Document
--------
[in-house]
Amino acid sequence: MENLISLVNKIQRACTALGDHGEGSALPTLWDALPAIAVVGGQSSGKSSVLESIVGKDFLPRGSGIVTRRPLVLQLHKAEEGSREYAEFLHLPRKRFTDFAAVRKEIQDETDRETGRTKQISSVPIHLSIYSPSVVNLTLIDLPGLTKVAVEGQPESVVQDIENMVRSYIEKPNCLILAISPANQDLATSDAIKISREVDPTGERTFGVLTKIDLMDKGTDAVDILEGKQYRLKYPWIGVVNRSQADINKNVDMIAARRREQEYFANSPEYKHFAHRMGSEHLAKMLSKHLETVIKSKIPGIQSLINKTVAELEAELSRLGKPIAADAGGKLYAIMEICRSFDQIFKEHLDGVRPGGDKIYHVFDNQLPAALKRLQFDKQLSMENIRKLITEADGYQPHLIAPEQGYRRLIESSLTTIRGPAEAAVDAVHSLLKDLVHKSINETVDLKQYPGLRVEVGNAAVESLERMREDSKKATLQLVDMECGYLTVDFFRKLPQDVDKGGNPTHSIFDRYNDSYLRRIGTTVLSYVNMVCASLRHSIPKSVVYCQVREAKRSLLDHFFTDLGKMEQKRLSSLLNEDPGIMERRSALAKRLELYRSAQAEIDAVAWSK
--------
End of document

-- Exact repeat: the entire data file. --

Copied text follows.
[in-house]
Amino acid sequence: MENLISLVNKIQRACTALGDHGEGSALPTLWDALPAIAVVGGQSSGKSSVLESIVGKDFLPRGSGIVTRRPLVLQLHKAEEGSREYAEFLHLPRKRFTDFAAVRKEIQDETDRETGRTKQISSVPIHLSIYSPSVVNLTLIDLPGLTKVAVEGQPESVVQDIENMVRSYIEKPNCLILAISPANQDLATSDAIKISREVDPTGERTFGVLTKIDLMDKGTDAVDILEGKQYRLKYPWIGVVNRSQADINKNVDMIAARRREQEYFANSPEYKHFAHRMGSEHLAKMLSKHLETVIKSKIPGIQSLINKTVAELEAELSRLGKPIAADAGGKLYAIMEICRSFDQIFKEHLDGVRPGGDKIYHVFDNQLPAALKRLQFDKQLSMENIRKLITEADGYQPHLIAPEQGYRRLIESSLTTIRGPAEAAVDAVHSLLKDLVHKSINETVDLKQYPGLRVEVGNAAVESLERMREDSKKATLQLVDMECGYLTVDFFRKLPQDVDKGGNPTHSIFDRYNDSYLRRIGTTVLSYVNMVCASLRHSIPKSVVYCQVREAKRSLLDHFFTDLGKMEQKRLSSLLNEDPGIMERRSALAKRLELYRSAQAEIDAVAWSK